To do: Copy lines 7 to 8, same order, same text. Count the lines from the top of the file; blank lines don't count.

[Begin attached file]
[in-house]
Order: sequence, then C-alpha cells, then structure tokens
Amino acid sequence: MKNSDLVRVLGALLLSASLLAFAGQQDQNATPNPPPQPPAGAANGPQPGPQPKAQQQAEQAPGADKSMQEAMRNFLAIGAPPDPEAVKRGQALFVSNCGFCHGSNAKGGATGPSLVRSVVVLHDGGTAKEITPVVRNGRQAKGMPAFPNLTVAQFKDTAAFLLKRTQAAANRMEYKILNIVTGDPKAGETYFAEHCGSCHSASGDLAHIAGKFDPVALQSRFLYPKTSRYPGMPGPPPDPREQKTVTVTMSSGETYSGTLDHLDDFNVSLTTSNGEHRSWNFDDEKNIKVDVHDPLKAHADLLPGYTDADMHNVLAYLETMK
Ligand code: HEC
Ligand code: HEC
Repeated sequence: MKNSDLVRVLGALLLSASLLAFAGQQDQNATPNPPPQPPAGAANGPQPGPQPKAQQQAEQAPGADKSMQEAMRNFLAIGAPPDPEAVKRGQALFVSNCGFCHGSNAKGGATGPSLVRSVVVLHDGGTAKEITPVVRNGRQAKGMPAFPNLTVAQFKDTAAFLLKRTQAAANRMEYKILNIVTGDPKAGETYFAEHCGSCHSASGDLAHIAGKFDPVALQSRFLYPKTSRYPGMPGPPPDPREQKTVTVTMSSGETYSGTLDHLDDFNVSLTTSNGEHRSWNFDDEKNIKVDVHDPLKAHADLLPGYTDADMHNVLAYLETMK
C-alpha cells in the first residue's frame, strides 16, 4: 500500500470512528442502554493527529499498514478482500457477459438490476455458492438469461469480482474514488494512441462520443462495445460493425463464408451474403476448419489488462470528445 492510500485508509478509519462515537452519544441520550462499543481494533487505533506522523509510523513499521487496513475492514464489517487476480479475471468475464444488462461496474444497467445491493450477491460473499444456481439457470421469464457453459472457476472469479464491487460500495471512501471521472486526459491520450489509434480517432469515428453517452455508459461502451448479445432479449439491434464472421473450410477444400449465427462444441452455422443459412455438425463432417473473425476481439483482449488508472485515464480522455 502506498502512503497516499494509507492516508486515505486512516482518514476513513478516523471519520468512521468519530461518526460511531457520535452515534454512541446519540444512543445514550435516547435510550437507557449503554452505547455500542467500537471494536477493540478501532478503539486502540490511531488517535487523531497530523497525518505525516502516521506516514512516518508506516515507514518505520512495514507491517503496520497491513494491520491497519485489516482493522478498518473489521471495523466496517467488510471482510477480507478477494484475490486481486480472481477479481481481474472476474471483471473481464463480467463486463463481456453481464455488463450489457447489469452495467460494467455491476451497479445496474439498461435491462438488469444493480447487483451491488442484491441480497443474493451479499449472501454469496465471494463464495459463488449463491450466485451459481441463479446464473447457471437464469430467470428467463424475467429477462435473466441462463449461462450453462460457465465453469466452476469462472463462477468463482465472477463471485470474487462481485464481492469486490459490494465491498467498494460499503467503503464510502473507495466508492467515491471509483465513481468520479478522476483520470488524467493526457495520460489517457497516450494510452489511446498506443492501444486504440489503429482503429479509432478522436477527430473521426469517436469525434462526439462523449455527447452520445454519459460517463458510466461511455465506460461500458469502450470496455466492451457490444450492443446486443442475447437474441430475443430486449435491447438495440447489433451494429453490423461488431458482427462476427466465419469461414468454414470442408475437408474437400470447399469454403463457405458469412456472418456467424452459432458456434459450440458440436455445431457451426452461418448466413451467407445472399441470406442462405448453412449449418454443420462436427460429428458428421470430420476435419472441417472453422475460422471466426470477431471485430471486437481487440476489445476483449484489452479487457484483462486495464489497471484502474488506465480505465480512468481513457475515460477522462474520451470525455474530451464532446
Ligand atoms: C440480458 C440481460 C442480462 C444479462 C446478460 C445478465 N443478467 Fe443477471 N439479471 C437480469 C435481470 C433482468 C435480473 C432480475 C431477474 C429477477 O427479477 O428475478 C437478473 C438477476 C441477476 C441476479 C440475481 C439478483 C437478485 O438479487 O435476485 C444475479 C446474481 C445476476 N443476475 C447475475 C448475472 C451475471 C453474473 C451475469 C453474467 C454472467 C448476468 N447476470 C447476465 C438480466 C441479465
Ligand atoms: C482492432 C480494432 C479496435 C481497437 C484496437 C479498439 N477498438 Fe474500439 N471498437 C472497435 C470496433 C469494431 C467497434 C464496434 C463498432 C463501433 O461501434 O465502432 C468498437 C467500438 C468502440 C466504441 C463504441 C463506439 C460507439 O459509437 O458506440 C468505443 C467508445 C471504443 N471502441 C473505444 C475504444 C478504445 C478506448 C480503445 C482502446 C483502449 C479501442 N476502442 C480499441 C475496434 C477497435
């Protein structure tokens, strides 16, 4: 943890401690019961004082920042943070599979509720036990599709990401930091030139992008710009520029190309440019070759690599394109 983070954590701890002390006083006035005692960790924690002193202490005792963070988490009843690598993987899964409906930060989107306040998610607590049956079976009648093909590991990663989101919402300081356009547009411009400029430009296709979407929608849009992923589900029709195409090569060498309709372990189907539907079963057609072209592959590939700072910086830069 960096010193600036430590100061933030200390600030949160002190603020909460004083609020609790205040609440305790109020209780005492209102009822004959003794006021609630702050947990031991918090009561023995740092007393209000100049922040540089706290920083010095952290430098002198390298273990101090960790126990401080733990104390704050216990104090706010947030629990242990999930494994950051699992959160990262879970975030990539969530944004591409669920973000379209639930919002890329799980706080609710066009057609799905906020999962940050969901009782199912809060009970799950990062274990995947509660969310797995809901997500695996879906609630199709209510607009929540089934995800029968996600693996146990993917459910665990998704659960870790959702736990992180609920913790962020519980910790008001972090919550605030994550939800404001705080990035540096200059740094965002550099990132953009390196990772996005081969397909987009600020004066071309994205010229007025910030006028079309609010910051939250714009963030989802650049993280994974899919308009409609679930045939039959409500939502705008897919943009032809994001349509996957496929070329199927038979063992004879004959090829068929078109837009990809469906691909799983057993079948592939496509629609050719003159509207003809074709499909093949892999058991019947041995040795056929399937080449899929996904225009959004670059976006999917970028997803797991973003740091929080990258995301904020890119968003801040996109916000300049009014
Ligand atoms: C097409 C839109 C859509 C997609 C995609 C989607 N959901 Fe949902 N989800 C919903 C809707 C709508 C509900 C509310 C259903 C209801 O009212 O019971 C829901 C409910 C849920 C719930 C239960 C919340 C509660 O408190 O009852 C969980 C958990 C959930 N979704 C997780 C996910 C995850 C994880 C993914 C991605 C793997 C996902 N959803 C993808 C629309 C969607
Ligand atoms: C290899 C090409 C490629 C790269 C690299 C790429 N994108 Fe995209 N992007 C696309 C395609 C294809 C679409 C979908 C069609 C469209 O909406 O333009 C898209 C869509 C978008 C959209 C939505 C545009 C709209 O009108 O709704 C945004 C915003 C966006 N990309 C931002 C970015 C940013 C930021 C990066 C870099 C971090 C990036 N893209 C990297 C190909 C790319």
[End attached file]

C-alpha cells in the first residue's frame, strides 16, 4: 500500500470512528442502554493527529499498514478482500457477459438490476455458492438469461469480482474514488494512441462520443462495445460493425463464408451474403476448419489488462470528445 492510500485508509478509519462515537452519544441520550462499543481494533487505533506522523509510523513499521487496513475492514464489517487476480479475471468475464444488462461496474444497467445491493450477491460473499444456481439457470421469464457453459472457476472469479464491487460500495471512501471521472486526459491520450489509434480517432469515428453517452455508459461502451448479445432479449439491434464472421473450410477444400449465427462444441452455422443459412455438425463432417473473425476481439483482449488508472485515464480522455 502506498502512503497516499494509507492516508486515505486512516482518514476513513478516523471519520468512521468519530461518526460511531457520535452515534454512541446519540444512543445514550435516547435510550437507557449503554452505547455500542467500537471494536477493540478501532478503539486502540490511531488517535487523531497530523497525518505525516502516521506516514512516518508506516515507514518505520512495514507491517503496520497491513494491520491497519485489516482493522478498518473489521471495523466496517467488510471482510477480507478477494484475490486481486480472481477479481481481474472476474471483471473481464463480467463486463463481456453481464455488463450489457447489469452495467460494467455491476451497479445496474439498461435491462438488469444493480447487483451491488442484491441480497443474493451479499449472501454469496465471494463464495459463488449463491450466485451459481441463479446464473447457471437464469430467470428467463424475467429477462435473466441462463449461462450453462460457465465453469466452476469462472463462477468463482465472477463471485470474487462481485464481492469486490459490494465491498467498494460499503467503503464510502473507495466508492467515491471509483465513481468520479478522476483520470488524467493526457495520460489517457497516450494510452489511446498506443492501444486504440489503429482503429479509432478522436477527430473521426469517436469525434462526439462523449455527447452520445454519459460517463458510466461511455465506460461500458469502450470496455466492451457490444450492443446486443442475447437474441430475443430486449435491447438495440447489433451494429453490423461488431458482427462476427466465419469461414468454414470442408475437408474437400470447399469454403463457405458469412456472418456467424452459432458456434459450440458440436455445431457451426452461418448466413451467407445472399441470406442462405448453412449449418454443420462436427460429428458428421470430420476435419472441417472453422475460422471466426470477431471485430471486437481487440476489445476483449484489452479487457484483462486495464489497471484502474488506465480505465480512468481513457475515460477522462474520451470525455474530451464532446
Ligand atoms: C440480458 C440481460 C442480462 C444479462 C446478460 C445478465 N443478467 Fe443477471 N439479471 C437480469 C435481470 C433482468 C435480473 C432480475 C431477474 C429477477 O427479477 O428475478 C437478473 C438477476 C441477476 C441476479 C440475481 C439478483 C437478485 O438479487 O435476485 C444475479 C446474481 C445476476 N443476475 C447475475 C448475472 C451475471 C453474473 C451475469 C453474467 C454472467 C448476468 N447476470 C447476465 C438480466 C441479465